This page was last updated 26 June 2011 -- rak.

Reserved for her photo

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My grandmother, Elizabeth Christine (Beltz) was born 27 Jan 1885 to Christina (Schlegel) and Heinrich Jacob Beltz in a German village just east of the Volga river -- Kutter, Balzer Kanton, Saratov Province, Russia. She grew to be about 4' 11", slight, liked bright colors and dressed much like a teen-ager into her 90s! Although very intelligent, she never had a chance to go to school and these days would not even be considered literate. Her life, until well into her 50s, was continual work, work, work. Nevertheless, she was a most pleasant and engaging lady! A very good friend to me.

Aunt Lizzie, as she was called by her friends and relatives, did not like to talk about the past. So a great deal of what I know (including her real birth date!), I know from records in Russia or here in the US, or from Aunt Lotte, one of her elder sisters.

When she was seven her parents decided to move the family to the US. Their destination was Marion County where one of her Beltz uncles had been living for some time. However, the were soon stopped by a cholora outbreak at Gobina or Gobineau or Korno [wherever that was and however it was spelled -- I never found anyone who was sure of spelling or location]. In order to keep body and soul together, according to Aunt Lotte, all the older members of the family had to work in Engelman's brewery there. According to Lizzie, she would be locked all day in their one-room residence to care for her younger siblings all day while the older siblings and parents worked. This went on for almost 8 years. Her eldest sister married the local doctor and stayed there -- grandmother does not think they ever heard from her again.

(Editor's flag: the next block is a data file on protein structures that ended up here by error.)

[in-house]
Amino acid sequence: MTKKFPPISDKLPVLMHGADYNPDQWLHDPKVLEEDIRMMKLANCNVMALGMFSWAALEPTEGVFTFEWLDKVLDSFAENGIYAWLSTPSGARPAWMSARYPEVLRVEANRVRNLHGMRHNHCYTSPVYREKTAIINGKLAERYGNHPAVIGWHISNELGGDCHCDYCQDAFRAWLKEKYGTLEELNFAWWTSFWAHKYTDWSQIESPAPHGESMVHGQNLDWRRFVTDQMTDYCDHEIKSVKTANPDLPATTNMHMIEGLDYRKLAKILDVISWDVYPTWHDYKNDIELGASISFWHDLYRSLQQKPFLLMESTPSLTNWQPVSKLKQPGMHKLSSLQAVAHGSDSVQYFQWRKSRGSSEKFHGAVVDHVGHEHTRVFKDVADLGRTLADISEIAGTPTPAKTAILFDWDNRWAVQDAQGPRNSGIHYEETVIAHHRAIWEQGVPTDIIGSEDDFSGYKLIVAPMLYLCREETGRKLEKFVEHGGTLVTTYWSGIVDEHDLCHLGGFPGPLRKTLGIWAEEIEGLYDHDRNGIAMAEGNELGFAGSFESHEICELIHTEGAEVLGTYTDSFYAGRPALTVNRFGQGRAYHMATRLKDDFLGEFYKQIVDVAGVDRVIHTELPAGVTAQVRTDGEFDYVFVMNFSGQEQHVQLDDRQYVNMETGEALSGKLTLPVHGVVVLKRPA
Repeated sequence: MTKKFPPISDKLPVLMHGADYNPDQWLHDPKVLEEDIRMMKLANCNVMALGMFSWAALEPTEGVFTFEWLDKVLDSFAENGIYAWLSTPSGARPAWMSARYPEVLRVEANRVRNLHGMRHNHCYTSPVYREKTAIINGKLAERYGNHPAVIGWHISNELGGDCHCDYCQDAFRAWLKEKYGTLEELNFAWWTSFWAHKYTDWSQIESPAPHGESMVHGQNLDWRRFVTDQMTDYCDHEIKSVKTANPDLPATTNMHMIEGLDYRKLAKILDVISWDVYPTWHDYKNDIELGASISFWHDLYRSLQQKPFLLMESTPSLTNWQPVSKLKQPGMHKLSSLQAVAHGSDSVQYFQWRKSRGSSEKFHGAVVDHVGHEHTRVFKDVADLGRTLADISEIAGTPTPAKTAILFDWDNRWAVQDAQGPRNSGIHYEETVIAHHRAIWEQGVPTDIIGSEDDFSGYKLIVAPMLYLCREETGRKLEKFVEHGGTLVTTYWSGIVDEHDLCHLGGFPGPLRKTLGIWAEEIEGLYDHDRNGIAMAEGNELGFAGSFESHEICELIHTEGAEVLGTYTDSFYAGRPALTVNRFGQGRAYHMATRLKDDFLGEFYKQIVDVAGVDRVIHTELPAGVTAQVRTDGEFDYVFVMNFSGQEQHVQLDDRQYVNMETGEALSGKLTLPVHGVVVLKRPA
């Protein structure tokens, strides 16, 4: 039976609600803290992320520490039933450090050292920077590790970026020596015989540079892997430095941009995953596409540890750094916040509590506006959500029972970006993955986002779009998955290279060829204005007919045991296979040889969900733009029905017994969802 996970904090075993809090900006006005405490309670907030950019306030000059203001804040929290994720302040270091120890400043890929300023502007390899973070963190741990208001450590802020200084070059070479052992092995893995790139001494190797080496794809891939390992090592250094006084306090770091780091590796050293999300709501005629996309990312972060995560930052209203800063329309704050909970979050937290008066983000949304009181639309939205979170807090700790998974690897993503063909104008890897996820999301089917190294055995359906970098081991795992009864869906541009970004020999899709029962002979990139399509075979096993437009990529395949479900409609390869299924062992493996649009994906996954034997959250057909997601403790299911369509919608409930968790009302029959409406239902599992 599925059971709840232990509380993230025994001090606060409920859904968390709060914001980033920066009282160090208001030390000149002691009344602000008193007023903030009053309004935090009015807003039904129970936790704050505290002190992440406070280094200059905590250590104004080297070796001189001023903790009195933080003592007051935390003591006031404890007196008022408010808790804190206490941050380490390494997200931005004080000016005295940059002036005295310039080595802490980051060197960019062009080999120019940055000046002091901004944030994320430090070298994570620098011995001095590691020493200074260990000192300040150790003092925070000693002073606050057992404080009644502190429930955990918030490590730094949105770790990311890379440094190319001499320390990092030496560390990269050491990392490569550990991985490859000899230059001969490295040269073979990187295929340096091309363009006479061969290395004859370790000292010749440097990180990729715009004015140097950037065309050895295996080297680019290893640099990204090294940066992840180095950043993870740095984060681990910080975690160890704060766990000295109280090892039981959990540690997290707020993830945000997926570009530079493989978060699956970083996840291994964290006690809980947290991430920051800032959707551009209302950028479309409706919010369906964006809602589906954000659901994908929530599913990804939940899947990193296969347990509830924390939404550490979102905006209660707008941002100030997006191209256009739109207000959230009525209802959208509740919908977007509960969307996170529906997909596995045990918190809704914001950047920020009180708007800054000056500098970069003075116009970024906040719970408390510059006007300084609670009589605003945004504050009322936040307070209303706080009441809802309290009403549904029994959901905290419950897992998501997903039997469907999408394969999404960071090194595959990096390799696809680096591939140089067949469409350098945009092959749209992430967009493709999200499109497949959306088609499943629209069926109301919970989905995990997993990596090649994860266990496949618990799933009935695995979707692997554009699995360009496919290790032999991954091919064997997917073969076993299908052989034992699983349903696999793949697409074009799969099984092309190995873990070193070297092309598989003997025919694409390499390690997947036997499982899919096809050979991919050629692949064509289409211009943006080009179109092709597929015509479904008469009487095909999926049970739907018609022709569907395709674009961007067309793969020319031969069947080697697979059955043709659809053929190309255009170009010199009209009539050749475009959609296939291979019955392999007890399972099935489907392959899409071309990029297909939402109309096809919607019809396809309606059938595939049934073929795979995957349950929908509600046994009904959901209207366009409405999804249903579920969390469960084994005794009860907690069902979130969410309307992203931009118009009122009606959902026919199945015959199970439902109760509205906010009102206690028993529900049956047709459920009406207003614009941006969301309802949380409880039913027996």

By the time they were free to go, they no longer had much travel money. So in 1897 the two eldest sibiling were sent ahead to Marion County, to first earn the money the uncle had loaned them for travel fare and then to earn enough more so that along with another loan from the uncle the rest of the family could come to the US. Grandmother at age 15 arrived in Marion County with them in March 1900.

Grandmother knew no English, so an older cousin, Conrad Frick, was assigned the task of teaching her some English. After a couple of weeks, their minister came for Sunday dinner. Lizzie was brought out in her best clothes to show the pastor how adept she was at learning English. The family had been taking Conrad's word that she was making excellent progress. So there was little Lizzie dressed in her Sunday best, to demonstrate her newly learned language in front of the pastor and the extended family. She stood up straight and enthusiastically said "Go to Hell"!! Grandmother and cousin Conrad never did get on well after that.

Lizzie and an older brother spent their first American summer hoeing, then husking, a 40 acre corn field to pay for their share of the borrowed passage money. In those days farmers' only defence against weeds was to pull them, and virtually everyone in recent emigrant families had to work. Thus it was that Grandmother and one of her brother's routinely hired out as weed-pullers. In her eighties, she could still impress you with the big biceps she developed weeding wheat fields!

Later on she graduated to working as a seamstress, and continued to be so employed right up to the time of her wedding.

Grandmother quilted. Sometimes other women worked with her, sometimes she worked alone. Her quilts were magnificent creations. Everyone who has one of hers is continually blessed by her life, her art and her competence!

Grandma died 20 Feb 1984 in South Hutchinson, Reno County, Kansas at 99 years of age.

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